As its name implies, server-side rendering (SSR) happens when the rendering process occurs directly on the server. After rendering, the final HTML web page is then delivered to the browser, where visitors can view it and bots can crawl it.
Server-side rendering is considered a good choice for SEO because it can reduce content loading times and prevent layout shifts. The server-side approach also helps ensure all of your elements actually render, and client-side technology doesn’t ignore them.
Because the browser itself needs to handle the rendering load, client-side rendering is generally slower than server-side rendering. This can cause obvious SEO issues since page speed is one of many technical SEO signals that Google uses to rank pages. Furthermore, slower load speeds can also increase bounce rate, and while bounce rate may not be a signal itself, a high one could be indicative of a poor browsing experience and frustrated site visitors. If you’re looking to increase site speed, moving away from client-side rendering might not be a bad idea.
Static rendering, also known as pre-rendering, involves generating the HTML content for a page during the build or deployment process rather than at runtime. The pre-rendered HTML files are then served directly to the browser or client upon request.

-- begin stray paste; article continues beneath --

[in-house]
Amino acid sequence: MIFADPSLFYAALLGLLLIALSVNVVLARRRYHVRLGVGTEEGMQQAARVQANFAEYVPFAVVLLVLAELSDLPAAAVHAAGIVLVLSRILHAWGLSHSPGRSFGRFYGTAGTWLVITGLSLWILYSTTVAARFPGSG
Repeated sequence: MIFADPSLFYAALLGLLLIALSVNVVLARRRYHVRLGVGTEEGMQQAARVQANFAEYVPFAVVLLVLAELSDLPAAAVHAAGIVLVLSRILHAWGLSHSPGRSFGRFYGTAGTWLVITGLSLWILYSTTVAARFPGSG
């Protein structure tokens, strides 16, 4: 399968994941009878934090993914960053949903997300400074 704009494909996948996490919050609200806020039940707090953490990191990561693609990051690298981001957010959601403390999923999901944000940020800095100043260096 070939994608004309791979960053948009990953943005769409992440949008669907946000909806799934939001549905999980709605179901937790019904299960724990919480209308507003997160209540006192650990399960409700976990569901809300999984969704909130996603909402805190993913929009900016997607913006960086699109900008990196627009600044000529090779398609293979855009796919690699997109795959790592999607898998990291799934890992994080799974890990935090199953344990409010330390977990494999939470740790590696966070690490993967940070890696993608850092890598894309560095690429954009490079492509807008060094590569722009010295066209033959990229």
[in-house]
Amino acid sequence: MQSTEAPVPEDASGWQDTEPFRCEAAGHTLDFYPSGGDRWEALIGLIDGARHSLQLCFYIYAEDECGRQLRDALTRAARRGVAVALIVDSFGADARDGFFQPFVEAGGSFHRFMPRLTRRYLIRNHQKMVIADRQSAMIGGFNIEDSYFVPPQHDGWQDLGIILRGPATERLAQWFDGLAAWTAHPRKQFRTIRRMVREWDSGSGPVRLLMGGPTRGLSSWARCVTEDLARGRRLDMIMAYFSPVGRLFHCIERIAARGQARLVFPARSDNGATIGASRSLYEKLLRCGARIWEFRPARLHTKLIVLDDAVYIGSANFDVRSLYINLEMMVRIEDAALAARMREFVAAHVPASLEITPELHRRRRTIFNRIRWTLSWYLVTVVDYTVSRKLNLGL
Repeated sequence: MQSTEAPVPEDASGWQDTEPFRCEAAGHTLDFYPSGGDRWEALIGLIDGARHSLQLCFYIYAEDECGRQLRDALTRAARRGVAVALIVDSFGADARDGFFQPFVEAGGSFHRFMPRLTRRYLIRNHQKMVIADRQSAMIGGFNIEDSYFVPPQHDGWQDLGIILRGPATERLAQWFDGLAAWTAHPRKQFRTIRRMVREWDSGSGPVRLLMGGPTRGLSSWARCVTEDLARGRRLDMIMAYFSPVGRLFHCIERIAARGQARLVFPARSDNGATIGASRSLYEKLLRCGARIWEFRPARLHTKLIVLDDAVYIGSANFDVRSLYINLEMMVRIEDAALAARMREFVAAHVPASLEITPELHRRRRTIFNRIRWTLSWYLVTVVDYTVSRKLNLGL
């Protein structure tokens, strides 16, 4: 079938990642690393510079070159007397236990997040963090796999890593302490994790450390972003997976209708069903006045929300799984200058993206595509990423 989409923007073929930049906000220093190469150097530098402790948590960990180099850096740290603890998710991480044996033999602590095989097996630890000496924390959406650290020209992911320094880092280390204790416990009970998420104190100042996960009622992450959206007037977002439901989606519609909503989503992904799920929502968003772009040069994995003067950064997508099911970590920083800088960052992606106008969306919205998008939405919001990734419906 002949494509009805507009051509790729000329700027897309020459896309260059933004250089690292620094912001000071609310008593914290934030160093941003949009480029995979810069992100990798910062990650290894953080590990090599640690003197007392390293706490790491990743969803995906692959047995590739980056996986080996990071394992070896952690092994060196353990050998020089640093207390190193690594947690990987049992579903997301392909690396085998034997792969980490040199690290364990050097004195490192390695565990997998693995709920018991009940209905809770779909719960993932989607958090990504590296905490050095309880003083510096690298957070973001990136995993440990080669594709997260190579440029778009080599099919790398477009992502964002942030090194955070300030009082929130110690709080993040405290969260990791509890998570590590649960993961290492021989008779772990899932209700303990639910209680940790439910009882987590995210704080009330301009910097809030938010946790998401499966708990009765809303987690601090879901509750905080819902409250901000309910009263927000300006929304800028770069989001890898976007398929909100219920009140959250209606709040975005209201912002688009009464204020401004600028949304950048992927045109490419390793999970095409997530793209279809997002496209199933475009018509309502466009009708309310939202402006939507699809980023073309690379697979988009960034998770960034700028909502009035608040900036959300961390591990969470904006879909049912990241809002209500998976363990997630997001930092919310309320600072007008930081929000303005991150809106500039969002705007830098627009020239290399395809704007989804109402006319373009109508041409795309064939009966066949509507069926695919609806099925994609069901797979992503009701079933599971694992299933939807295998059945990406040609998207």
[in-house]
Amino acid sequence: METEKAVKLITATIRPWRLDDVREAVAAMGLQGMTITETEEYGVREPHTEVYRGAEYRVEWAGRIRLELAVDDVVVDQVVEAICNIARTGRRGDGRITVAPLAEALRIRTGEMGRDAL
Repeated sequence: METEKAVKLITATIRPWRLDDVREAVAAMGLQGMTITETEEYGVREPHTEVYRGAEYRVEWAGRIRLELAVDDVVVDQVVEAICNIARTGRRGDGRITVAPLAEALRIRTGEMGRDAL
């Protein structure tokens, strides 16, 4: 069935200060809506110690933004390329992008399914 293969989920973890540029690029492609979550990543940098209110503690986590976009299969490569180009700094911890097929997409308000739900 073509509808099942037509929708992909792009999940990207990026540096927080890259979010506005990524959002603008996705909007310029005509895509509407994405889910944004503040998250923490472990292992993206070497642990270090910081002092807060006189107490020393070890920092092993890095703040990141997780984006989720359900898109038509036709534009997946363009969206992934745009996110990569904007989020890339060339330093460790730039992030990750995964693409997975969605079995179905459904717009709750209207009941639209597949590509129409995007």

The pre-rendered HTML files are easily crawlable by search engine bots, enabling better indexing of the website’s content. Additionally, static rendering can significantly improve page loading times since the content is already present in the HTML file and doesn’t require additional rendering on the client side.
Which Type of Rendering Is Best for SEO?
2. Follow On-Page SEO Best Practices
3. Use Effective Internal Links
4. Stay Away From Hashes in URLs
SPA (single-page applications) can use fragmented URLs to load different views. However, Google wants web admins to avoid using hashes in fragmented URLs, suggesting that you shouldn’t count on them to work with Googlebot. Instead, they recommend using the History API to load different content based on URL.
5. Use Lazy-Loading Images
Lazy-loading is the practice of delaying the loading of less-important or non-visible page assets. It’s common for optimizing performance and UX. But if you’re not careful about what you delay and how you do it, you may end up with indexing issues.
Googlebot doesn’t scroll when looking at content; it just resizes its viewport. This means scripted scroll events may not trigger, and content may not get rendered. Google suggests several different ways to make sure all content on your page is loaded when lazy-loading.
It’s probably best to leave lazy-loading for your images. Lazy-loading content is risky since it may time out and end up not getting indexed.
6. Fix Duplicate Content
7. Run Regular Site Audits
Testing and Troubleshooting
Similarly, Google’s URL Inspection Tool provides you with a screenshot of how Googlebot sees your pages so you can visually inspect its elements. It also displays the index status of your pages so you can quickly spot if one of your script-heavy pages hasn’t been indexed and may require attention.
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